Wednesday, 13 June 2018

A health survey in riverine communities in Amazonas State, Brazil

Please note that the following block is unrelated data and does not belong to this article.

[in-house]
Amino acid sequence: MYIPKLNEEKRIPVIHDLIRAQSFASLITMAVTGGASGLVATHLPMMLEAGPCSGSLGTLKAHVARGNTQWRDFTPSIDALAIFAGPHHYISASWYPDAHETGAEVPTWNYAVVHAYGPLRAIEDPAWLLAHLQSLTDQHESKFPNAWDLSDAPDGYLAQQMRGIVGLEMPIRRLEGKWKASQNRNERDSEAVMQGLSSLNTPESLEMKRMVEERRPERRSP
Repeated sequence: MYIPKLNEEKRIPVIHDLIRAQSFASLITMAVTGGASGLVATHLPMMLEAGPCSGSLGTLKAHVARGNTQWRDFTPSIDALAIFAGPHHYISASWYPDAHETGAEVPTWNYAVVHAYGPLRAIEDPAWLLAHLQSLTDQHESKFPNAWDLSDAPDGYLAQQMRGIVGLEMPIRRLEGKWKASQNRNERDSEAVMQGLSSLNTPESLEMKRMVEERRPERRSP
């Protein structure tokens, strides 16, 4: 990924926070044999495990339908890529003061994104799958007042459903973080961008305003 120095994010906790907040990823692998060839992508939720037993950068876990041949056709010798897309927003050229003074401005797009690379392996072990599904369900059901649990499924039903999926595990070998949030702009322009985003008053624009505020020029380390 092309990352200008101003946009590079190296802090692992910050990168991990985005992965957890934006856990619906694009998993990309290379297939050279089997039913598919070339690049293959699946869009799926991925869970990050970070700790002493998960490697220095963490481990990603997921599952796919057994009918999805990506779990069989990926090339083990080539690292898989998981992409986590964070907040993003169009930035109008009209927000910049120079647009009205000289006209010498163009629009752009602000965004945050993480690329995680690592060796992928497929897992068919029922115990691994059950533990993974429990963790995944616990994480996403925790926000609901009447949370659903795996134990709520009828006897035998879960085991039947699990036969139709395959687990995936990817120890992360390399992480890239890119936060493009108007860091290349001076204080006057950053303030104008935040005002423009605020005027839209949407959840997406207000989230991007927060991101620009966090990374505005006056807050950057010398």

NCBINCBI Logo Cad Saude Publica. 2018 Feb 19;34(2):e00002817. doi: 10.1590/0102-311X00002817. []. [Article in Portuguese; Abstract available in Portuguese from the publisher] Gama ASM1, Fernandes TG2, Parente RCP3, Secoli SR4. Author information 1 Instituto de Saúde e Biotecnologia, Universidade Federal do Amazonas, Coari, Brasil. 2 Faculdade de Educação Física e Fisioterapia, Universidade Federal do Amazonas, Manaus, Brasil. 3 Instituto Leônidas & Maria Deane, Fundação Oswaldo Cruz, Manaus, Brasil. 4 Escola de Enfermagem, Universidade de São Paulo, São Paulo, Brasil. Abstractin English, Portuguese, Spanish Population-based health surveys are important tools for identifying disease determinants, especially in regions with widely dispersed populations and low health system coverage. The aim of this study was to describe the principal methodological aspects and to describe the socioeconomic, demographic, and health characteristics of the riverine populations of Coari, Amazonas State, Brazil. This was a population-based cross-sectional study in river-dwelling communities in the rural area of Coari, from April to July 2015. The probabilistic cluster sample consisted of 492 individuals. The results showed that the majority of the river-dwellers were females (53%), had up to 9 years of schooling (68.5%), and earned a monthly family income equivalent to one-third the minimum wage. The health problems reported in the previous 30 days featured conditions involving pain (45.2%). The main healthcare resources were allopathic medicines (70.3%), exceeding herbal remedies (44.3%). The river-dwellers travel an average of 60.4km and take some 4.2 hours to reach the urban area of Coari. The riverine population generally presents low economic status and limited access to the urban area. Health problems are mostly solved with allopathic medicines. Geographic characteristics, as barriers to access to health services and to improvements in living conditions for the riverine population, can limit the collection of epidemiological data on these populations. PMID: 29489939 DOI: 10.1590/0102-311X00002817 Free full text

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